The celebration when the final whistle blew was nothing flashy, just smiles and hugs among teammates. After all, it’s become expected of the Maryland men’s soccer team to win conference tournament championships.

The Terps entered the Big Ten Tournament title game against Wisconsin on Sunday having won their past four conference tournaments – two in the Big Ten and two in the ACC.

Maryland again proved why it’s been one of the strongest college soccer programs and the country’s top-ranked team for almost two months. Behind goals from forwards DJ Reeves and Sebastian Elney, the No. 1-seed Terps defeated the No. 3-seed Badgers, 2-1, in Westfield Indiana, for its fifth consecutive conference tournament title.

“We showed the championship-fiber once again,” coach Sasho Cirovski said. “With all the success we’ve had, I’m still lost at words for the fifth conference championship in five years. When you’re ranked highly you get everybody’s best shot. For us to continue to do what we’re doing is remarkable.”

Cirovski was upset with his team’s intensity in the Big Ten tournament quarterfinals against Michigan, but the Terps (18-0-2) fixed that problem in a 2-1 semifinals win over No. 4-seed Michigan State on Friday. They carried that momentum into Sunday, scoring 1 minute 20 seconds into the match.

Defender Suli Dainkeh sent a cross down the field Reeves. The sophomore, making his first career start, sprinted past Wisconsin defender Matej Radonic, dribbled past the diving goalkeeper and struck the ball into the back of the net, prompting smiles to form on almost all of the Terps players. Elney said that set the Terps’ fast tempo for the rest of the match.

But Wisconsin (11-4-4) tied the contest in the 12th minute. Maryland has struggled to defend counter attacks this season, and those issues resurfaced on the Badgers’ goal.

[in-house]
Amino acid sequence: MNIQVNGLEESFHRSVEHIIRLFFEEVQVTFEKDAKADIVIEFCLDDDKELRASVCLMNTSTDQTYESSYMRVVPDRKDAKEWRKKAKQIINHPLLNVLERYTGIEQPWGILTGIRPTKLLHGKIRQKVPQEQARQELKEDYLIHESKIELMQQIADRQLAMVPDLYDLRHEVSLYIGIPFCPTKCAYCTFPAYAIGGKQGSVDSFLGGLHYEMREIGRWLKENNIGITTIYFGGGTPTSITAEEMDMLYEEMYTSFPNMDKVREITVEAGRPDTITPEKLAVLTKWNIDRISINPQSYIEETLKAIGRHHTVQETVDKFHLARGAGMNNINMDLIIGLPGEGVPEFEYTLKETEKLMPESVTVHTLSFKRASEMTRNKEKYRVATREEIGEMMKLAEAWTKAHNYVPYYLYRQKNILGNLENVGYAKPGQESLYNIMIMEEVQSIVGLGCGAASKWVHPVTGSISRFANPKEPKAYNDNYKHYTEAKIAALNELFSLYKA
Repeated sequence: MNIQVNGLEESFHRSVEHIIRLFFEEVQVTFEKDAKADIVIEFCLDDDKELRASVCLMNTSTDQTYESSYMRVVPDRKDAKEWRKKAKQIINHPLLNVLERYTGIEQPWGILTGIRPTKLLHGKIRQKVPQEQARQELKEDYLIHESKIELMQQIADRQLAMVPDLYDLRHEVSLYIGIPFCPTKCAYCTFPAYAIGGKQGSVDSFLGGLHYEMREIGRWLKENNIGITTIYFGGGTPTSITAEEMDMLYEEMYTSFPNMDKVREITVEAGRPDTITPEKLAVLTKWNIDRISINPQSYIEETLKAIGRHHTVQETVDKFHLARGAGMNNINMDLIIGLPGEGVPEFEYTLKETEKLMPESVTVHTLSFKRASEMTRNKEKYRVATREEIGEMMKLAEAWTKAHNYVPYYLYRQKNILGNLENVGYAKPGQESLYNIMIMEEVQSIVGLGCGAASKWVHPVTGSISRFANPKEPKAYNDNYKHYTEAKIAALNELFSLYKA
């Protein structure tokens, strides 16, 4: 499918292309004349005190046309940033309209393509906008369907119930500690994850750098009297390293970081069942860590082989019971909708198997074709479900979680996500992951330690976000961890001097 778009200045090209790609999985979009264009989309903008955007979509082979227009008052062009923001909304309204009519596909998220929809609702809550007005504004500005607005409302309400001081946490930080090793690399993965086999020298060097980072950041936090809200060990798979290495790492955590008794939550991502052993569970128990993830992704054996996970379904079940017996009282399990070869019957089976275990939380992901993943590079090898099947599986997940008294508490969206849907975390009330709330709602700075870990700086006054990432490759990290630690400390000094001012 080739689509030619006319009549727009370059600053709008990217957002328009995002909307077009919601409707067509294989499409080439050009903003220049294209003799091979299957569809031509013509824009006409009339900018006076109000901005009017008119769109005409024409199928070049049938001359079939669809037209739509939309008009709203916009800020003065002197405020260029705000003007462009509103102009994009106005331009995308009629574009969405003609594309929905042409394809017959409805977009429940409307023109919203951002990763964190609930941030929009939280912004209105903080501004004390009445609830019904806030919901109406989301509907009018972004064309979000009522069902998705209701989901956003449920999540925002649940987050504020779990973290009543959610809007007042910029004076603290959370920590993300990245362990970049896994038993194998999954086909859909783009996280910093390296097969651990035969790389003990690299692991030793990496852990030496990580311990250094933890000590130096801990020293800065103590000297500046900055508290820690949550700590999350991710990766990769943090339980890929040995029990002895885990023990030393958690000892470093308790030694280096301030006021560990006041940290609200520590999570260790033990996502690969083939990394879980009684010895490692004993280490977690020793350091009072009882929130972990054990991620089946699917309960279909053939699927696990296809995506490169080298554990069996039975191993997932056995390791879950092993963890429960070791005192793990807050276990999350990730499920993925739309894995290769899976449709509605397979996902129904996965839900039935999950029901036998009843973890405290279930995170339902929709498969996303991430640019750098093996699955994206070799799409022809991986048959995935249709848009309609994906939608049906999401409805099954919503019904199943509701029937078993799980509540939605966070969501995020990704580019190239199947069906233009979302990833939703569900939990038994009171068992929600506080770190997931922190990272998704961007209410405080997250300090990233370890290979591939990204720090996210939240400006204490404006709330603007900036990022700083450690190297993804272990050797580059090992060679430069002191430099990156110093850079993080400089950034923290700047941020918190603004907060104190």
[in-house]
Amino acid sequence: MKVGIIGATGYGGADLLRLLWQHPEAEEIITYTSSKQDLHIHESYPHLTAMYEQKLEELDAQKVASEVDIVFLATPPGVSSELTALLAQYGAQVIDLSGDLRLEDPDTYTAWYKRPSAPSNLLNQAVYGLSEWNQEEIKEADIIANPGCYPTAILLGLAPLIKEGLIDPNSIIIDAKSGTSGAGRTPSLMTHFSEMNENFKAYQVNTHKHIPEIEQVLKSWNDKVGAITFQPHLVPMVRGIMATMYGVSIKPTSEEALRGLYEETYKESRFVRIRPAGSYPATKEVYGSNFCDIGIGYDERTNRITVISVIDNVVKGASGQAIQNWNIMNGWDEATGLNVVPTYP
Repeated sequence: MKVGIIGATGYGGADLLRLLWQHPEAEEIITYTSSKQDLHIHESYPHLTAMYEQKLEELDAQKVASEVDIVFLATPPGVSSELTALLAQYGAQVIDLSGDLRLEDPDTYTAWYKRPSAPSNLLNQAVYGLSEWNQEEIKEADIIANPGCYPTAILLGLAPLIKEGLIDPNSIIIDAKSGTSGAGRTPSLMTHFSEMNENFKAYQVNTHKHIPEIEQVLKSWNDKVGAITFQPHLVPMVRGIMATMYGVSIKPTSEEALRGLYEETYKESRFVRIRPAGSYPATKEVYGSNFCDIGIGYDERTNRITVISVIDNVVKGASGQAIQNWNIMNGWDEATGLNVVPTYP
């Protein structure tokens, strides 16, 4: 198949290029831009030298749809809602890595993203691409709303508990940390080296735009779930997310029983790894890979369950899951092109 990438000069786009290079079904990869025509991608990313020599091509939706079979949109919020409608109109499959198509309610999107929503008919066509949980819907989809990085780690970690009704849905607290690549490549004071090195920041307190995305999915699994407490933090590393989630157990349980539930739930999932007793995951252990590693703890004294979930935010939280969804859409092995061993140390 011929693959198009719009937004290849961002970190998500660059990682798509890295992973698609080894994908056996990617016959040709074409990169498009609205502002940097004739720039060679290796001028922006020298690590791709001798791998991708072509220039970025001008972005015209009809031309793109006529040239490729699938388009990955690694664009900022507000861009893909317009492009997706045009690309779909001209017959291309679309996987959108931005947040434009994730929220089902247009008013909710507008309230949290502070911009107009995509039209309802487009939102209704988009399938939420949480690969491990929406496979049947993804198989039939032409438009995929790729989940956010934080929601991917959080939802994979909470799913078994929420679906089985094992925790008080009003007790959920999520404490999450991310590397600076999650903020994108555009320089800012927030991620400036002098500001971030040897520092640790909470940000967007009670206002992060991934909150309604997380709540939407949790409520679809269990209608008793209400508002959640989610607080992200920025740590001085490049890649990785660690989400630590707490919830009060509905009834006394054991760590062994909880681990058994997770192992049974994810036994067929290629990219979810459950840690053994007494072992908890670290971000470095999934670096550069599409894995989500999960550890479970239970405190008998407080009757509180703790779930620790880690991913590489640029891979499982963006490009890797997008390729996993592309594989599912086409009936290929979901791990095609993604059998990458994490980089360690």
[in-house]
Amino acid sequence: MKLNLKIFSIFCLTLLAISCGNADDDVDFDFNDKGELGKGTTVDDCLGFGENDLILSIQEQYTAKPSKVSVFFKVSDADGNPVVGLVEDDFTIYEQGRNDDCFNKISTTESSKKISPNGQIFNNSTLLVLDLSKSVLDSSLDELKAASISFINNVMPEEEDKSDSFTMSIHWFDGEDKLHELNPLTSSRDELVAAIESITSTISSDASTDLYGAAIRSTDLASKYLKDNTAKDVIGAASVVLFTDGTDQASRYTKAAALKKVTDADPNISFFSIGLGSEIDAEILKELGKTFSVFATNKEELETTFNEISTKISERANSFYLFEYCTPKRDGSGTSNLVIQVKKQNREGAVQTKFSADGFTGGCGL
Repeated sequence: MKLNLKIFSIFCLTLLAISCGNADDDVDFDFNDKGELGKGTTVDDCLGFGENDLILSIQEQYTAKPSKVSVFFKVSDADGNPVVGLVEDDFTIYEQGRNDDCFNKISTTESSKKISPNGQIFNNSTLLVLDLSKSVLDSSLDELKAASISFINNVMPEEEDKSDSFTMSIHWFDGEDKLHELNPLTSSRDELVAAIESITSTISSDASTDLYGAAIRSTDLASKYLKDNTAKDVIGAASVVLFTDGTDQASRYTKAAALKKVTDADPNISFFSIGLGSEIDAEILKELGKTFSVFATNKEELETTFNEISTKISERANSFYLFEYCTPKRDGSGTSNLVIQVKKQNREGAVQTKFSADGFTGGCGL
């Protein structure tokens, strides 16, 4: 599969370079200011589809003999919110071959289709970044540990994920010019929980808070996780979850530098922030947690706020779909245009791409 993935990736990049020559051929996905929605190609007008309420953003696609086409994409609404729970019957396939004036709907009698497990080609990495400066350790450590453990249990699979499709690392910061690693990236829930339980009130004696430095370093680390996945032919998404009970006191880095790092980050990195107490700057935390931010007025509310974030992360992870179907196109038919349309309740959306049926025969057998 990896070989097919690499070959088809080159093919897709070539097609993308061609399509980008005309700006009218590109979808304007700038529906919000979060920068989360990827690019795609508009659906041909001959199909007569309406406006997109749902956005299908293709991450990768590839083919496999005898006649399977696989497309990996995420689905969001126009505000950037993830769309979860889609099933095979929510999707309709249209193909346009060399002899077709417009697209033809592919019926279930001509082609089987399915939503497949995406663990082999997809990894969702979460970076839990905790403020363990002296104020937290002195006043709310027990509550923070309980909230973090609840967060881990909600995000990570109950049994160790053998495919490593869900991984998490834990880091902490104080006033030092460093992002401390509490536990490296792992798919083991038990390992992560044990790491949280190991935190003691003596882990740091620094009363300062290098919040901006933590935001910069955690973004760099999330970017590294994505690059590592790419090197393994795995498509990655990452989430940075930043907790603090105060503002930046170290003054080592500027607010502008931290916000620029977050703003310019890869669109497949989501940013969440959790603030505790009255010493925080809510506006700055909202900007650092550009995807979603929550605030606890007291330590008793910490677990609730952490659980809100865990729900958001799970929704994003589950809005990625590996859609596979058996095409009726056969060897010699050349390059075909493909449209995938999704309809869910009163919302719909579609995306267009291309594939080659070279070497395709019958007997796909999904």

As the Terps scurried back on defense, Badgers midfielder Christopher Mueller crossed the ball to forward Tom Barlow, who sprinted past Dainkeh and tapped the ball into the goal.

After a five-game shutout streak, the Terps have allowed 12 goals in their past eight matches. Maryland, though, has scored after 16 of the 18 goals it surrendered entering Sunday, and it regained the lead in the 43rd minute.

Elney headed midfielder Jorge Calix’s corner kick into the bottom-left corner of the net for his third goal of the season. Elney’s heading ability was one of the reasons he led the Terps with seven goals last year, and Sunday marked his second goal of the season off a header.

The Terps had their quickest turnaround of the season after playing Friday, so defender Alex Croganle said the contributions from Maryland’s reserves, such as Elney and Calix, were crucial.

“Wisconsin played an overtime game [Friday], so we knew that they would be a little more fatigued than us,” Crognale said. “Being able to get guys off the bench who are just as productive as the starters is huge for us.”

Wisconsin spread the field and found openings in Maryland’s defense multiple times in the second half, causing goalkeeper Cody Niedermeier, who made seven saves, to yell at his teammates in frustration. Still, the Terps were able to keep the Badgers off the scoreboard and remain undefeated entering the NCAA tournament.

“We knew between the long throw-ins and the counter attacks that we were going to be called upon to make some saves,” Cirovski said. “Cody Niedermeier was spectacular today.”

When the Terps beat the Badgers on Oct. 14, they captured at least a share of the Big Ten regular season title. After another win over the Badgers, they jumped up and down with a different trophy.

Still, the celebration Sunday only lasted for about 15 minutes.

Maryland has its eyes set on winning a national championship.

“It’s a great feeling wearing the hat and the shirt,” Elney said. “But we’re so ready [for the NCAA Tournament].”